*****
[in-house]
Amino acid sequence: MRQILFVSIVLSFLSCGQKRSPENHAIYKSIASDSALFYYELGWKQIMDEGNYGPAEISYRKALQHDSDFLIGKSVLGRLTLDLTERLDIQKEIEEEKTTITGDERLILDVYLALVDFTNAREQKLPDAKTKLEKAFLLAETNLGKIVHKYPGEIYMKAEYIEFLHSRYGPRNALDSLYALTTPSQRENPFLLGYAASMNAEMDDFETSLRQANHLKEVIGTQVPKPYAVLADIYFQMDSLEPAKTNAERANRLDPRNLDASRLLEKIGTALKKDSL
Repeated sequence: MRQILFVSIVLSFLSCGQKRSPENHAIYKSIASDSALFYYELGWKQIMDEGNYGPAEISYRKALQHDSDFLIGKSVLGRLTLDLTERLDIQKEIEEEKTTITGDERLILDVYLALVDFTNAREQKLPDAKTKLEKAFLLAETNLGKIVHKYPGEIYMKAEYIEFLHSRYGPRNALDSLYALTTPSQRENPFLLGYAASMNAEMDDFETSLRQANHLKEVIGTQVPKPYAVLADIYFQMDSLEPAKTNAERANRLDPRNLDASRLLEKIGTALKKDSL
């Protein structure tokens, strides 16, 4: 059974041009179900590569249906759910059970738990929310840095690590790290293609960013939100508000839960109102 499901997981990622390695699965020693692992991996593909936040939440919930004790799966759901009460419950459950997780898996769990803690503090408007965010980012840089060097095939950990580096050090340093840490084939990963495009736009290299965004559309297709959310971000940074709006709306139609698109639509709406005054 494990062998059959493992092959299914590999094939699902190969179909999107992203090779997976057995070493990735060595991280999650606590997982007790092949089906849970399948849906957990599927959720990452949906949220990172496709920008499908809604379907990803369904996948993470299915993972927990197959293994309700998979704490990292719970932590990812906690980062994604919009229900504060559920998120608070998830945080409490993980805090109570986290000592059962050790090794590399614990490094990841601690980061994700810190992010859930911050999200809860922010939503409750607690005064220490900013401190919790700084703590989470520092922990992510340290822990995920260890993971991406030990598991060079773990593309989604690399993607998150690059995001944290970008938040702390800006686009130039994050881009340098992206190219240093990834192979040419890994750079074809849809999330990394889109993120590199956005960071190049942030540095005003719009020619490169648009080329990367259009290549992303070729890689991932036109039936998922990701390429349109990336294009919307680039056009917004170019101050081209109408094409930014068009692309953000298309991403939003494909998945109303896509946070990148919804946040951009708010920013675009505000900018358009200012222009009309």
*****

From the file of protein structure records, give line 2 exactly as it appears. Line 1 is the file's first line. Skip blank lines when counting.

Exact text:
Amino acid sequence: MRQILFVSIVLSFLSCGQKRSPENHAIYKSIASDSALFYYELGWKQIMDEGNYGPAEISYRKALQHDSDFLIGKSVLGRLTLDLTERLDIQKEIEEEKTTITGDERLILDVYLALVDFTNAREQKLPDAKTKLEKAFLLAETNLGKIVHKYPGEIYMKAEYIEFLHSRYGPRNALDSLYALTTPSQRENPFLLGYAASMNAEMDDFETSLRQANHLKEVIGTQVPKPYAVLADIYFQMDSLEPAKTNAERANRLDPRNLDASRLLEKIGTALKKDSL